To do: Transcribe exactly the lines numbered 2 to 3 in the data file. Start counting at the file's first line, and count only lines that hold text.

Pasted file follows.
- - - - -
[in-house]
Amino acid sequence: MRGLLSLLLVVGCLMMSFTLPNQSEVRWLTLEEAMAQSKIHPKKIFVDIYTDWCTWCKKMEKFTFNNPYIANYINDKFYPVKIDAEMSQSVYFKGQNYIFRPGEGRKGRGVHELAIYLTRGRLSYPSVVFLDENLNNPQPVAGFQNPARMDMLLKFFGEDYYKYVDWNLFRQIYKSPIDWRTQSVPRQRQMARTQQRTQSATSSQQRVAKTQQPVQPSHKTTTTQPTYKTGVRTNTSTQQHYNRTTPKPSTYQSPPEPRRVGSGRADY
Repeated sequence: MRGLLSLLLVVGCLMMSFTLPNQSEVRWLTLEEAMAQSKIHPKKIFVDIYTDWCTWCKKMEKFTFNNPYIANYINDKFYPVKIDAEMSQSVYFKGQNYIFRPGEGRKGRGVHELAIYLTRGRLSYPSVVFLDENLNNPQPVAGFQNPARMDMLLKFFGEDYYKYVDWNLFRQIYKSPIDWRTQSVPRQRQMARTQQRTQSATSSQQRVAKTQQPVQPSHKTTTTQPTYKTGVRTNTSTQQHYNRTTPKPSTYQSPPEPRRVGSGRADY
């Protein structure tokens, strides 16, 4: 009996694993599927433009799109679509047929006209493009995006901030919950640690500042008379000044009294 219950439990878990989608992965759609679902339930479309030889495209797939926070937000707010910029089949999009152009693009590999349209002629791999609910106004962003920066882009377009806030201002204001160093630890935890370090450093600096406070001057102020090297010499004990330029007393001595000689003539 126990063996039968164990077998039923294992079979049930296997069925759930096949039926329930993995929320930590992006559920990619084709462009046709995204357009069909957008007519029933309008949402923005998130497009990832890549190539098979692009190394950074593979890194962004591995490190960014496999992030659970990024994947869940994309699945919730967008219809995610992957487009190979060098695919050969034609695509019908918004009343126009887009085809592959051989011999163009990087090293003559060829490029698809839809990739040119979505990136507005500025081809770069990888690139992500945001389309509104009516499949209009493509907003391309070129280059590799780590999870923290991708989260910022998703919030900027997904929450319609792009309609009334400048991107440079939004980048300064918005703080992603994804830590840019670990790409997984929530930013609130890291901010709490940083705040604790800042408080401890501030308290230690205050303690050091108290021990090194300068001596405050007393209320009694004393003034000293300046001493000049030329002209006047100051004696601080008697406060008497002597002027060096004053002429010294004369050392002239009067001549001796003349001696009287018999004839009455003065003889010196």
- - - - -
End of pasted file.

Amino acid sequence: MRGLLSLLLVVGCLMMSFTLPNQSEVRWLTLEEAMAQSKIHPKKIFVDIYTDWCTWCKKMEKFTFNNPYIANYINDKFYPVKIDAEMSQSVYFKGQNYIFRPGEGRKGRGVHELAIYLTRGRLSYPSVVFLDENLNNPQPVAGFQNPARMDMLLKFFGEDYYKYVDWNLFRQIYKSPIDWRTQSVPRQRQMARTQQRTQSATSSQQRVAKTQQPVQPSHKTTTTQPTYKTGVRTNTSTQQHYNRTTPKPSTYQSPPEPRRVGSGRADY
Repeated sequence: MRGLLSLLLVVGCLMMSFTLPNQSEVRWLTLEEAMAQSKIHPKKIFVDIYTDWCTWCKKMEKFTFNNPYIANYINDKFYPVKIDAEMSQSVYFKGQNYIFRPGEGRKGRGVHELAIYLTRGRLSYPSVVFLDENLNNPQPVAGFQNPARMDMLLKFFGEDYYKYVDWNLFRQIYKSPIDWRTQSVPRQRQMARTQQRTQSATSSQQRVAKTQQPVQPSHKTTTTQPTYKTGVRTNTSTQQHYNRTTPKPSTYQSPPEPRRVGSGRADY